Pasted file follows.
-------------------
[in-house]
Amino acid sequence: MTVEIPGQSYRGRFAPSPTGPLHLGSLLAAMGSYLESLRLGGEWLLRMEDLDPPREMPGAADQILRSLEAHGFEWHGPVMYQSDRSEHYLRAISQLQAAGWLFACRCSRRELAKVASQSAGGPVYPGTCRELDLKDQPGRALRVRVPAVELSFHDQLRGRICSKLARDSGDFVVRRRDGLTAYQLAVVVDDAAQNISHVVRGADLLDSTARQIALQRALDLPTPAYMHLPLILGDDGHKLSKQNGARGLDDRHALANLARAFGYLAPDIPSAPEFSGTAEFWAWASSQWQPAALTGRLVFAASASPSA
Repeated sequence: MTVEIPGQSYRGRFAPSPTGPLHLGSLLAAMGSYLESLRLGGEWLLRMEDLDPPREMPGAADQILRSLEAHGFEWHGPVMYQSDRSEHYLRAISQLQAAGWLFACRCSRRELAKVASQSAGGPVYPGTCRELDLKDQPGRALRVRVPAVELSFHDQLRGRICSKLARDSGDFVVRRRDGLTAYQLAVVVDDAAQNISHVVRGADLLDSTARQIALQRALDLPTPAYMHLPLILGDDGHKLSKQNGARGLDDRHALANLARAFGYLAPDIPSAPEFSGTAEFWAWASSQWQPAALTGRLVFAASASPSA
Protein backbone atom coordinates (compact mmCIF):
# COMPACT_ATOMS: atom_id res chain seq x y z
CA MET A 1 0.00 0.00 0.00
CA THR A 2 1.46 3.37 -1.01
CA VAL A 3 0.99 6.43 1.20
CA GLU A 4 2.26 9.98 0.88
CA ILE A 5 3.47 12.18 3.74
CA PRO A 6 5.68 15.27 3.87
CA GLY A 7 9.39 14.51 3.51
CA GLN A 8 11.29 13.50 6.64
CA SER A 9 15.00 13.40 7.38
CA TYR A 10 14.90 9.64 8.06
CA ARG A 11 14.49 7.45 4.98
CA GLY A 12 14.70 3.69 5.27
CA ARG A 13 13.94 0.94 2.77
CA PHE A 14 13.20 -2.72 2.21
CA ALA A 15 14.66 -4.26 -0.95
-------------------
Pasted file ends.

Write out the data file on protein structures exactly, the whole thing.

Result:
[in-house]
Amino acid sequence: MTVEIPGQSYRGRFAPSPTGPLHLGSLLAAMGSYLESLRLGGEWLLRMEDLDPPREMPGAADQILRSLEAHGFEWHGPVMYQSDRSEHYLRAISQLQAAGWLFACRCSRRELAKVASQSAGGPVYPGTCRELDLKDQPGRALRVRVPAVELSFHDQLRGRICSKLARDSGDFVVRRRDGLTAYQLAVVVDDAAQNISHVVRGADLLDSTARQIALQRALDLPTPAYMHLPLILGDDGHKLSKQNGARGLDDRHALANLARAFGYLAPDIPSAPEFSGTAEFWAWASSQWQPAALTGRLVFAASASPSA
Repeated sequence: MTVEIPGQSYRGRFAPSPTGPLHLGSLLAAMGSYLESLRLGGEWLLRMEDLDPPREMPGAADQILRSLEAHGFEWHGPVMYQSDRSEHYLRAISQLQAAGWLFACRCSRRELAKVASQSAGGPVYPGTCRELDLKDQPGRALRVRVPAVELSFHDQLRGRICSKLARDSGDFVVRRRDGLTAYQLAVVVDDAAQNISHVVRGADLLDSTARQIALQRALDLPTPAYMHLPLILGDDGHKLSKQNGARGLDDRHALANLARAFGYLAPDIPSAPEFSGTAEFWAWASSQWQPAALTGRLVFAASASPSA
Protein backbone atom coordinates (compact mmCIF):
# COMPACT_ATOMS: atom_id res chain seq x y z
CA MET A 1 0.00 0.00 0.00
CA THR A 2 1.46 3.37 -1.01
CA VAL A 3 0.99 6.43 1.20
CA GLU A 4 2.26 9.98 0.88
CA ILE A 5 3.47 12.18 3.74
CA PRO A 6 5.68 15.27 3.87
CA GLY A 7 9.39 14.51 3.51
CA GLN A 8 11.29 13.50 6.64
CA SER A 9 15.00 13.40 7.38
CA TYR A 10 14.90 9.64 8.06
CA ARG A 11 14.49 7.45 4.98
CA GLY A 12 14.70 3.69 5.27
CA ARG A 13 13.94 0.94 2.77
CA PHE A 14 13.20 -2.72 2.21
CA ALA A 15 14.66 -4.26 -0.95